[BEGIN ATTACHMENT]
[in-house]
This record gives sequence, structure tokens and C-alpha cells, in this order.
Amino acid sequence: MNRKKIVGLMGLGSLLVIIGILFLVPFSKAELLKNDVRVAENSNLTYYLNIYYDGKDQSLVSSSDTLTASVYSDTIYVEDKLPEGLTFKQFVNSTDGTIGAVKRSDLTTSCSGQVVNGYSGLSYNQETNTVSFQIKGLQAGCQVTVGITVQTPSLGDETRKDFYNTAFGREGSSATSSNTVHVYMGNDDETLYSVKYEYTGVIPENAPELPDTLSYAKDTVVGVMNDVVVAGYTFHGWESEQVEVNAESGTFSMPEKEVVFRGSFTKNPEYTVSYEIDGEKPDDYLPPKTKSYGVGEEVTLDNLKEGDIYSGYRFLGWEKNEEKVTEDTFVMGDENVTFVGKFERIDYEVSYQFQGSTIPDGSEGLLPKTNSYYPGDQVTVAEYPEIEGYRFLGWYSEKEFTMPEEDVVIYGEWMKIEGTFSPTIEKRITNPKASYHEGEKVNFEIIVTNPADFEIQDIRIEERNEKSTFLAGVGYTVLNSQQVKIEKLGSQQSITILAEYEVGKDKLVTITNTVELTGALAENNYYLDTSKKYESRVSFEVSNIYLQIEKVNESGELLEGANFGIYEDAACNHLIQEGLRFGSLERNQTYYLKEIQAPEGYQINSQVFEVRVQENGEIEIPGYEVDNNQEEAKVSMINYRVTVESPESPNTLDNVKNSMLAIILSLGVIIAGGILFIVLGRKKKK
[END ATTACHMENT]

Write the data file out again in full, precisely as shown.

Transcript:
[in-house]
This record gives sequence, structure tokens and C-alpha cells, in this order.
Amino acid sequence: MNRKKIVGLMGLGSLLVIIGILFLVPFSKAELLKNDVRVAENSNLTYYLNIYYDGKDQSLVSSSDTLTASVYSDTIYVEDKLPEGLTFKQFVNSTDGTIGAVKRSDLTTSCSGQVVNGYSGLSYNQETNTVSFQIKGLQAGCQVTVGITVQTPSLGDETRKDFYNTAFGREGSSATSSNTVHVYMGNDDETLYSVKYEYTGVIPENAPELPDTLSYAKDTVVGVMNDVVVAGYTFHGWESEQVEVNAESGTFSMPEKEVVFRGSFTKNPEYTVSYEIDGEKPDDYLPPKTKSYGVGEEVTLDNLKEGDIYSGYRFLGWEKNEEKVTEDTFVMGDENVTFVGKFERIDYEVSYQFQGSTIPDGSEGLLPKTNSYYPGDQVTVAEYPEIEGYRFLGWYSEKEFTMPEEDVVIYGEWMKIEGTFSPTIEKRITNPKASYHEGEKVNFEIIVTNPADFEIQDIRIEERNEKSTFLAGVGYTVLNSQQVKIEKLGSQQSITILAEYEVGKDKLVTITNTVELTGALAENNYYLDTSKKYESRVSFEVSNIYLQIEKVNESGELLEGANFGIYEDAACNHLIQEGLRFGSLERNQTYYLKEIQAPEGYQINSQVFEVRVQENGEIEIPGYEVDNNQEEAKVSMINYRVTVESPESPNTLDNVKNSMLAIILSLGVIIAGGILFIVLGRKKKK